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Forward from  Patricia D. Wallace,  Chair, Hawaii Working Group
(ALA Social Responsibility Round Table /Alternatives in Print Division)

The following message has been cross-posted; please excuse any

To: Hawaii Working Group
From: Anonymous Librarian
Subject: A comprehensive question for Bart Kane
Date: Jan 7,1997

        Here is a comprehensive, general question for Mr. Kane.

        Mr. Kane, under the contract you signed, Baker & Taylor, Inc.
has won three crucial conditions no library has ever granted before.
This megacorporation directly controls the book budget of the Hawaii
Public library System -- millions of dollars of the public's hard-earned
cash --without any accountability.  It has absolute power over what
books the public of an entire state reads -- and doesn't read -- for the
next five years.  And it deeply insults the professional staff of the HPLS,
who no longer are allowed to select what their users need and -- even
more humiliating -- are not even allowed to reject what their users do not

My question, Mr. Kane, is are you going to apologize to the people of Hawaii
and the library profession for these profound errors?

Date: Fri, 31 Jan 1997 23:45:38 -0500
From: Pat Wallace <DENWALL@AOL.COM>
Subject: To ALA:  Lessons Learned

Forward from  Patricia D. Wallace,  Chair, Hawaii Working Group
(ALA Social Responsibility Round Table /Alternatives in Print Division )

Post sent to me on Jan. 20  from an anonymous librarian in Hawaii
re drafting resolutions to the ALA about outsourcing:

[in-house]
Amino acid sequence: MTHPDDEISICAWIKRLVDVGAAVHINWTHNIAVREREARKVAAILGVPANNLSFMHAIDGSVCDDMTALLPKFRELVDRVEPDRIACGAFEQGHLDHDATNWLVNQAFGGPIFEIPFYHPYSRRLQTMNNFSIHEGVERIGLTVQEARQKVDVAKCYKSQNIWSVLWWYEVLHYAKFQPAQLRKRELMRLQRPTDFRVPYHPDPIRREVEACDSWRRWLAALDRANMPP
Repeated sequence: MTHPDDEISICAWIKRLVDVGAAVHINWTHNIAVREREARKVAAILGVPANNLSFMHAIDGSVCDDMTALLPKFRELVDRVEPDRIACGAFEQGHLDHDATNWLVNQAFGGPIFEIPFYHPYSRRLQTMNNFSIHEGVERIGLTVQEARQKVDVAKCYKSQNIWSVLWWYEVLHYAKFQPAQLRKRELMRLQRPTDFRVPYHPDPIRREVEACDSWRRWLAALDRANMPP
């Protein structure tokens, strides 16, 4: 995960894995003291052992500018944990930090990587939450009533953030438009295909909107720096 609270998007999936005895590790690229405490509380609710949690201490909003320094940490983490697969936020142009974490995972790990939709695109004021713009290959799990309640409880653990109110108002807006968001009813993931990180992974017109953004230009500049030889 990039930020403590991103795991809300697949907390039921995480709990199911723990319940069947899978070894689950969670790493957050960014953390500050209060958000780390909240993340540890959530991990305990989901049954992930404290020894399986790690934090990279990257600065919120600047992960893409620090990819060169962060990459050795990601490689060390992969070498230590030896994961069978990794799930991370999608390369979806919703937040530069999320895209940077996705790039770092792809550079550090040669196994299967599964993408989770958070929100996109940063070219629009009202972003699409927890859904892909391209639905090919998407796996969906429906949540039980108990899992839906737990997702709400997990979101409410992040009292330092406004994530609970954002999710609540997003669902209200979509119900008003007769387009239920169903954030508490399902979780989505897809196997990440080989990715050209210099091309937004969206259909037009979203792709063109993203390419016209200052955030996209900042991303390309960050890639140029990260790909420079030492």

I do not think this is the time to make conciliatory statements.
We should show a strength of force.  Outsourcing is a disservice to
our public, is not a cost effective or efficient use of taxpayer money,
and fails to utilize the libraries' most valuable resource -- librarians
and library staff.  Jobs were sent to the mainland.  CPC (Central
Processing)was disbanded before there was anything to take its
place.  Talk about burning bridges before figuring out how to get
to the next location!

        Mainland libraries are looking at the Hawaii experience.  Five
major cities are considering doing exactly what Hawaii has done.
Some mainlanders are amazed that HSPLS totally disbanded
technical  services.  And yes, the quality of records and cataloging
is quickly deteriorating.

        These are lessons that the mainland are going to learn from the
Hawaii experience.  Do you want libraries that are run by big business
 - cheaper and better?  Or are you willing to settle for right -- with fewer,

but more select materials?  Big businesses can do a catalog cheaper.
They fail to understand the consequences of retrieving information with
less detail in cataloging.  They accept, if they know, the scattering of
material without rectifying the pre-existing catalog.  We all know that
finding information on the Internet is not a piece of cake due to lack of
standardization and oganization.  Welcome to the 21st century library.
This is what the Hawaii experiment is all about.

        Hawaii Library Association (state ALA chapter)  must make a very
strong stand on this issue.  It means too much to Hawaii and to the rest
of the world.  This is not a small internal problem that affects only us.

Anonymous poster in Hawaii  (Branch Manager/Head Librarian)

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